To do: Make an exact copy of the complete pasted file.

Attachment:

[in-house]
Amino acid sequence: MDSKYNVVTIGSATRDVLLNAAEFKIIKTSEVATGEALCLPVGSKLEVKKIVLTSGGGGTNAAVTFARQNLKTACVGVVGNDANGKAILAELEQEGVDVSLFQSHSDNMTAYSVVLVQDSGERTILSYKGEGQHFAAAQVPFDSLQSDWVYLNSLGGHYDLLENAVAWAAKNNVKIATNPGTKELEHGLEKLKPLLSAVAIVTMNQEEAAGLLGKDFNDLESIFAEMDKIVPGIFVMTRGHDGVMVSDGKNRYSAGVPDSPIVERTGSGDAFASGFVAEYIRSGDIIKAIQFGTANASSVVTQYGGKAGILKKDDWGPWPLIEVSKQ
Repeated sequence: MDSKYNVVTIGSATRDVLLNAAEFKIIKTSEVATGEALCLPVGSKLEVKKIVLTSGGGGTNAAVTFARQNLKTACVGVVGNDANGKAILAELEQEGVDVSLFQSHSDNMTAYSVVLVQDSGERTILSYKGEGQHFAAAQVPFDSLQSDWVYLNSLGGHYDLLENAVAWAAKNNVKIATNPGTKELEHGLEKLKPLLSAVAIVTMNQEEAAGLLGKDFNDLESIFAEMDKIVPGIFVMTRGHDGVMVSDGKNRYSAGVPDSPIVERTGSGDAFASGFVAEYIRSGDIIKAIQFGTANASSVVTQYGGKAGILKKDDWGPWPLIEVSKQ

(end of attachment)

[in-house]
Amino acid sequence: MDSKYNVVTIGSATRDVLLNAAEFKIIKTSEVATGEALCLPVGSKLEVKKIVLTSGGGGTNAAVTFARQNLKTACVGVVGNDANGKAILAELEQEGVDVSLFQSHSDNMTAYSVVLVQDSGERTILSYKGEGQHFAAAQVPFDSLQSDWVYLNSLGGHYDLLENAVAWAAKNNVKIATNPGTKELEHGLEKLKPLLSAVAIVTMNQEEAAGLLGKDFNDLESIFAEMDKIVPGIFVMTRGHDGVMVSDGKNRYSAGVPDSPIVERTGSGDAFASGFVAEYIRSGDIIKAIQFGTANASSVVTQYGGKAGILKKDDWGPWPLIEVSKQ
Repeated sequence: MDSKYNVVTIGSATRDVLLNAAEFKIIKTSEVATGEALCLPVGSKLEVKKIVLTSGGGGTNAAVTFARQNLKTACVGVVGNDANGKAILAELEQEGVDVSLFQSHSDNMTAYSVVLVQDSGERTILSYKGEGQHFAAAQVPFDSLQSDWVYLNSLGGHYDLLENAVAWAAKNNVKIATNPGTKELEHGLEKLKPLLSAVAIVTMNQEEAAGLLGKDFNDLESIFAEMDKIVPGIFVMTRGHDGVMVSDGKNRYSAGVPDSPIVERTGSGDAFASGFVAEYIRSGDIIKAIQFGTANASSVVTQYGGKAGILKKDDWGPWPLIEVSKQ